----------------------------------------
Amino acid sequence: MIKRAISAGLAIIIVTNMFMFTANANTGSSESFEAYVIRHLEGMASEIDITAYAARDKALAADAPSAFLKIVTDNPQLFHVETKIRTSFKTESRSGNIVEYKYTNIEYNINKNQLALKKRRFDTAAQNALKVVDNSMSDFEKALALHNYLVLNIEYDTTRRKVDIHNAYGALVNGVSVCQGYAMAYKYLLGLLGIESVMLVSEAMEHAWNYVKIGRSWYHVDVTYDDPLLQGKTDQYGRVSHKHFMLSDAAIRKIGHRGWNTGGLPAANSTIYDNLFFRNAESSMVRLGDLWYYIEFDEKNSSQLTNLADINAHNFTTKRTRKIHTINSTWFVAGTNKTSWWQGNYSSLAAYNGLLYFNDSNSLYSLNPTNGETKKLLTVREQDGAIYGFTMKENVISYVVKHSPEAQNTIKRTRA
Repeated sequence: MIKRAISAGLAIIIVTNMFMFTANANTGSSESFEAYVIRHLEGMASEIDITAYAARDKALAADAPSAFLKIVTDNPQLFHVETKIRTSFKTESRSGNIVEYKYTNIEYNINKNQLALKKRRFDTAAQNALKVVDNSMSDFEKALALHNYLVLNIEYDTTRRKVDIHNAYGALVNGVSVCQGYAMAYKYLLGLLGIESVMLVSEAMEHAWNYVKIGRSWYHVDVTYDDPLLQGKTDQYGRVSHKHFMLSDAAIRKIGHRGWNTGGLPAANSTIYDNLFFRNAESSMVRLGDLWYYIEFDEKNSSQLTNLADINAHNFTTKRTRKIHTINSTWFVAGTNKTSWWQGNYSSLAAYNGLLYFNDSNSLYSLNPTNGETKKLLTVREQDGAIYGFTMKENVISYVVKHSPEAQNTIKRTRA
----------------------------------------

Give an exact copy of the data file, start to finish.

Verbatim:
Amino acid sequence: MIKRAISAGLAIIIVTNMFMFTANANTGSSESFEAYVIRHLEGMASEIDITAYAARDKALAADAPSAFLKIVTDNPQLFHVETKIRTSFKTESRSGNIVEYKYTNIEYNINKNQLALKKRRFDTAAQNALKVVDNSMSDFEKALALHNYLVLNIEYDTTRRKVDIHNAYGALVNGVSVCQGYAMAYKYLLGLLGIESVMLVSEAMEHAWNYVKIGRSWYHVDVTYDDPLLQGKTDQYGRVSHKHFMLSDAAIRKIGHRGWNTGGLPAANSTIYDNLFFRNAESSMVRLGDLWYYIEFDEKNSSQLTNLADINAHNFTTKRTRKIHTINSTWFVAGTNKTSWWQGNYSSLAAYNGLLYFNDSNSLYSLNPTNGETKKLLTVREQDGAIYGFTMKENVISYVVKHSPEAQNTIKRTRA
Repeated sequence: MIKRAISAGLAIIIVTNMFMFTANANTGSSESFEAYVIRHLEGMASEIDITAYAARDKALAADAPSAFLKIVTDNPQLFHVETKIRTSFKTESRSGNIVEYKYTNIEYNINKNQLALKKRRFDTAAQNALKVVDNSMSDFEKALALHNYLVLNIEYDTTRRKVDIHNAYGALVNGVSVCQGYAMAYKYLLGLLGIESVMLVSEAMEHAWNYVKIGRSWYHVDVTYDDPLLQGKTDQYGRVSHKHFMLSDAAIRKIGHRGWNTGGLPAANSTIYDNLFFRNAESSMVRLGDLWYYIEFDEKNSSQLTNLADINAHNFTTKRTRKIHTINSTWFVAGTNKTSWWQGNYSSLAAYNGLLYFNDSNSLYSLNPTNGETKKLLTVREQDGAIYGFTMKENVISYVVKHSPEAQNTIKRTRA